BW Wells Recipients

B.W. Wells Fund Recipients

The North Carolina Native Plant Society offers grants to community organizations that promote native plants. Past recipients of the B.W. Wells Stewardship Fund have installed native plant gardens in parks, greenways, and schools. Some recipients have used funds to create educational materials promoting the use of native plants and the removal of invasives. Other recipients have embarked on larger restoration projects in parks or natural areas. The dedicated folks involved in these projects share one common trait: they are all passionate about enriching the green spaces around us, one native plant and native habitat at a time. A few of the projects funded are featured below.

Chantilly Ecological Sanctuary, Charlotte

Pickerel Weed planted in the littoral shelf of the pond
Pickerel Weed planted in the littoral shelf of the pond
Once the site of highly flood-prone apartments, the 24-acre Chantilly Ecological Sanctuary at Briar Creek, located just minutes from uptown Charlotte, is now managed by Mecklenburg County as a restored floodplain, with improved water quality controls, native plants, and robust habitat for aquatic and terrestrial wildlife. Partnering with the county stormwater services, the Charlotte Wildlife Stewards (the local chapter of the North Carolina Wildlife Federation), used a 2021 BW Wells grant to purchase native trees and other plants to install on the littoral shelf of an existing wet pond stormwater control measure. These plantings will further enhance the natural function of the ecosystem, increase nutrient removal in stormwater runoff, and create diverse habitat.
Pictured with an educational kiosk are John Mcculloch (MC StormWater Services), Ernie McLaney and Donna Bolls (CWS)
Pictured with an educational kiosk are John Mcculloch (MC StormWater Services), Ernie McLaney and Donna Bolls (CWS)
The grant also secured protective fencing to ensure survival of the new plantings and education signage that will inform visitors about floodplains, water quality, vegetation, and wildlife habitat. Charlotte Steward Ernie McLaney reports, “We will continue to work with our partners to inform and educate the local community on how a growing city can have both economic success while providing healthy ecosystems for native flora and fauna.”

Cary Tree Archive, Cary
Lillian Mae Carroll Pollinator Garden

Thank you again for the B. W. Wells Stewardship Grant. We are profoundly grateful, and also very proud to have earned this prestigious grant.” – George McDowell
Follow the progress of the Cary Tree Archive here
Cary Tree Archive volunteer group
Over 600 volunteers participate in workdays at the Cary Tree Archive
The beginning of this project materialized simply by a friend urging a local resident, George McDowell, to plant a few trees in a grassy space along the White Oak Creek Greenway, an area that had been mowed for almost two decades. Inspiration flourished quickly into the Cary Tree Archive, with interest in the project “spreading like wildfire.”
volunteer planting day
Volunteer planting day
Once the site had been cleared of grass and weeds, enthusiastic volunteers turned out in September, 2020, for the installment of the Lillian Mae Carroll Pollinator Garden, planting hundreds of native perennials and shrubs purchased through a grant from the B.W. Wells Stewardship Fund. When fully established, the 3,150 square foot native garden will serve as an important habitat and nectar source for a multitude of insect species. Because the garden is located along a popular greenway, the group’s efforts have inspired several neighbors to not only volunteer with the project, but to create their own native habitats.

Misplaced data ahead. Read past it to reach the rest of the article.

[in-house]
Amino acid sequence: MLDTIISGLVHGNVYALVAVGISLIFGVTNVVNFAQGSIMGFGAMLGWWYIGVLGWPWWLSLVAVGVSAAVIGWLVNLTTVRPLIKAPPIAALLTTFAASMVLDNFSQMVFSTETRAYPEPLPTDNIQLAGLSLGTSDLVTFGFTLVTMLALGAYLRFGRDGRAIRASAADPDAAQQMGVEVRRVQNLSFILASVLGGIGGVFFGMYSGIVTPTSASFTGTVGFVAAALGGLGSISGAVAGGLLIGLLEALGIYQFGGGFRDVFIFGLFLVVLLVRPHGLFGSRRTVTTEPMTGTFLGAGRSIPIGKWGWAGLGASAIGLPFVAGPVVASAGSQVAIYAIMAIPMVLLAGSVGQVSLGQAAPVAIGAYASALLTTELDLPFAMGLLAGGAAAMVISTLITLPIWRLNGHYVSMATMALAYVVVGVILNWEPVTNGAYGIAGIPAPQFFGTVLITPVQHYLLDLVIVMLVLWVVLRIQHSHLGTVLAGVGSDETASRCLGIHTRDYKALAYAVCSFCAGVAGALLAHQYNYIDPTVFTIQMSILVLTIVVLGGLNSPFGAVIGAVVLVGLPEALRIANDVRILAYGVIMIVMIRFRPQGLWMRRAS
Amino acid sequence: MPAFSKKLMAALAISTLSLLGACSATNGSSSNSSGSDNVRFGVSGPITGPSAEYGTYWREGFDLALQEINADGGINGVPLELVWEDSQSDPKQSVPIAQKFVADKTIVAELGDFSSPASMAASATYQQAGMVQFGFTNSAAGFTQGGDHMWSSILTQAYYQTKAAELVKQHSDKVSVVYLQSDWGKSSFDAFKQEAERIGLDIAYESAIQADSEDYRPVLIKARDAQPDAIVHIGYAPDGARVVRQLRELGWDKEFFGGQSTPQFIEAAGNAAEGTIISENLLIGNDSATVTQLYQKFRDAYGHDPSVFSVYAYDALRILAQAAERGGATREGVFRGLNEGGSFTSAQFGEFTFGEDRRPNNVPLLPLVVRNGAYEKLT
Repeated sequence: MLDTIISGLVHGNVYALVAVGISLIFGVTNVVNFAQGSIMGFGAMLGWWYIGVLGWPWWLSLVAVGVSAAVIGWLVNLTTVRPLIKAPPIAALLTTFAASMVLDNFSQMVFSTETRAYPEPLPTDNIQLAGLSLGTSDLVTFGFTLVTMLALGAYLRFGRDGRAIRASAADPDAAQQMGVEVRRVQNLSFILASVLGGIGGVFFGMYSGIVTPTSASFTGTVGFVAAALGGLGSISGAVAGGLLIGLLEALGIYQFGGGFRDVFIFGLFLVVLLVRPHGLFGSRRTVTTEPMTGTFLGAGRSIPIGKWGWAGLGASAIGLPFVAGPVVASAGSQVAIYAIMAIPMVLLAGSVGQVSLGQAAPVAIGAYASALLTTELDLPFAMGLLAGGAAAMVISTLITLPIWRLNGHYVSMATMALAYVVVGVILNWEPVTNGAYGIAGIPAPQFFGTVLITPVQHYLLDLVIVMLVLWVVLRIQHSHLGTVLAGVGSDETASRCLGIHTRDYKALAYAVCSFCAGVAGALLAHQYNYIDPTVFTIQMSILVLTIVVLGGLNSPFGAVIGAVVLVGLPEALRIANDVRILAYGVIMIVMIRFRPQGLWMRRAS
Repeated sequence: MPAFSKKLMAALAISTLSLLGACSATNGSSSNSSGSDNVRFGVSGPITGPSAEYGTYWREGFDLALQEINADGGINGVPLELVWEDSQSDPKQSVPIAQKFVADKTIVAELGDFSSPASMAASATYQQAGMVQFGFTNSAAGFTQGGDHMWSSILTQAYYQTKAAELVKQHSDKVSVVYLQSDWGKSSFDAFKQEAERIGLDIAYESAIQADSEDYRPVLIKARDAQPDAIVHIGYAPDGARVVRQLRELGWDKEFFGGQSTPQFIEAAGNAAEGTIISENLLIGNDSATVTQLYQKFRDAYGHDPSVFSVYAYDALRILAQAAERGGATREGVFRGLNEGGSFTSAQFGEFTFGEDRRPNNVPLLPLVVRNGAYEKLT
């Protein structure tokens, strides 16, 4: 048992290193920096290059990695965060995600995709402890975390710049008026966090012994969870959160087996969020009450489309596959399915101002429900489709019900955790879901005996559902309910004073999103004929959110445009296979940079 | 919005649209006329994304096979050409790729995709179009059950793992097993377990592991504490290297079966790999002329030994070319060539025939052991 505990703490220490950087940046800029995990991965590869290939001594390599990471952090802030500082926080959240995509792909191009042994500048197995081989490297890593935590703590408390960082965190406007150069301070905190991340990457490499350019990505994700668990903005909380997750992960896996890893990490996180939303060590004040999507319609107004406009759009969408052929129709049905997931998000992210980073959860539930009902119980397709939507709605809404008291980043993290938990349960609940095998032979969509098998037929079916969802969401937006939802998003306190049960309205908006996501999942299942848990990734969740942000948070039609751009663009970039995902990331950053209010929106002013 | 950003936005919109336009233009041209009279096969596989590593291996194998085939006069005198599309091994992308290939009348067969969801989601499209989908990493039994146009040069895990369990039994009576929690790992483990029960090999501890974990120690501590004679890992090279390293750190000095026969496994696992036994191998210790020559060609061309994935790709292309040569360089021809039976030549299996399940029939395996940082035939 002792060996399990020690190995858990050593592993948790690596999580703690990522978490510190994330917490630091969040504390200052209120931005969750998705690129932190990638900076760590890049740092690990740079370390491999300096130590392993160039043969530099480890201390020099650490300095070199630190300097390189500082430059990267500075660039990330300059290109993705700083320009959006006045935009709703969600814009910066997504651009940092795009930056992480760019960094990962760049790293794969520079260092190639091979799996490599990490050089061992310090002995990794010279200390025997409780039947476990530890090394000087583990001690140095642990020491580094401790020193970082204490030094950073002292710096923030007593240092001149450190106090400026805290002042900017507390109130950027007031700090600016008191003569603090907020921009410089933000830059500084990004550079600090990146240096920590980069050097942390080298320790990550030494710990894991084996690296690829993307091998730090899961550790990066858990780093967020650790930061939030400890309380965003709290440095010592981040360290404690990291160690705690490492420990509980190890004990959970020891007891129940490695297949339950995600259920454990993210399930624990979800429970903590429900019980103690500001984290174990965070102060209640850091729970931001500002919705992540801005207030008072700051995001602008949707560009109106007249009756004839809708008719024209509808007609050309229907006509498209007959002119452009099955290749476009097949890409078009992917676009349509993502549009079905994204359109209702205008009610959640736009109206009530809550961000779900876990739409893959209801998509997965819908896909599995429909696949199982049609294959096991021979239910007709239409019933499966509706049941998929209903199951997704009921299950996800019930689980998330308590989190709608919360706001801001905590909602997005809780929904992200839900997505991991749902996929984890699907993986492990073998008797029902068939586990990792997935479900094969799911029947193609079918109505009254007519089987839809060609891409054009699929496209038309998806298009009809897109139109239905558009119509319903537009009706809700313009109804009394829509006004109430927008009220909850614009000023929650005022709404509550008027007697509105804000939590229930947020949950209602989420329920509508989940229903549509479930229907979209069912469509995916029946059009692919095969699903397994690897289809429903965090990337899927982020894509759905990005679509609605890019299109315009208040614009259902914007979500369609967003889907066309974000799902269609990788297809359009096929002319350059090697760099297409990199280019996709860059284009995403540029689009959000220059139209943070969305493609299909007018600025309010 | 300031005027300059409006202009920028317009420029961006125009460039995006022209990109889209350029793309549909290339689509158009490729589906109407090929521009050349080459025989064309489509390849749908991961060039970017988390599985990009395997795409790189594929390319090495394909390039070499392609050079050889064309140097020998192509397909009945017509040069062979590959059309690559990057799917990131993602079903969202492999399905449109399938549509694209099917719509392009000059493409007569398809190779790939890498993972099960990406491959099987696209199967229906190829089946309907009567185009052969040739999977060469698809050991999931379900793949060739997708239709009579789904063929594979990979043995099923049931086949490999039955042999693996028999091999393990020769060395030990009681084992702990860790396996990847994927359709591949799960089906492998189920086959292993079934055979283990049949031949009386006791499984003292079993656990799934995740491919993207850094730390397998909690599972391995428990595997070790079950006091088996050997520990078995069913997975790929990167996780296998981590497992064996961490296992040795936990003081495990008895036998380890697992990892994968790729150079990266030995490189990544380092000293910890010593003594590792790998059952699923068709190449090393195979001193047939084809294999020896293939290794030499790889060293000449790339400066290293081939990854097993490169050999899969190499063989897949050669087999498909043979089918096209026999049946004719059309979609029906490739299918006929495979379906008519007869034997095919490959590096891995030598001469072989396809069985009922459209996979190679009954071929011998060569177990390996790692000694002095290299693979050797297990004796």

Pollinators on a mountain mint
Variegated fritillary and bee on a mountain mint. Photo credit Paige Hornsby

Latta Park, Charlotte

Many thanks for all you do! The Wells grant (and the early support of the late Dr. Mellichamp) really did kickstart this ongoing project.” – Ruth Ann Grissom
Learn about how they tackled their restoration project in a detailed timeline of their work.
Latta Park volunteers
Latta Park volunteers tackle the weeds despite the rain
Dismayed by the decline of natural areas in Latta Park, a 32-acre urban park in Charlotte that had become choked with exotic invasives, Ruth Ann Grissom and Nancy Nicholson from the Dilworth Community Association sprung into action. They organized volunteers to rip out ligustrum, wisteria, and English ivy while looking for funds to purchase native plants. A grant from the B.W. Wells Stewardship Fund in 2016 was instrumental in propelling the project forward, enabling the group to begin planting native trees and shrubs along the stream that runs the length of the park.
Latta Park volunteers
Fall planting along a stream in Latta Park
With help from some 80 volunteers, local scout troops, businesses, and churches, they have removed tons of invasive species from the park and planted hundreds of native species in their place, creating a rich woodland, from the herbaceous understory to the woody shrubs and trees. The beneficial effects of this five-year project extend not only to wildlife, but also to the community at large. Partnering with the county’s Park and Recreation department, the group inspired the Board of County Commissioners to budget $200,000 towards invasive removal in county nature preserves in 2018, an amount that increased to $743,00 in the commissioners’ 2022 budget.

2023 UPDATE: As part of additional funding from the County Commissioners, a professional crew from Invasive Plants Control is working to remove invasives in the park, in addition to the ongoing work of volunteers.
Lindera benzoin blooming
Spicebush blooming in spring
White wood aster, Eurybia divaricata
White wood aster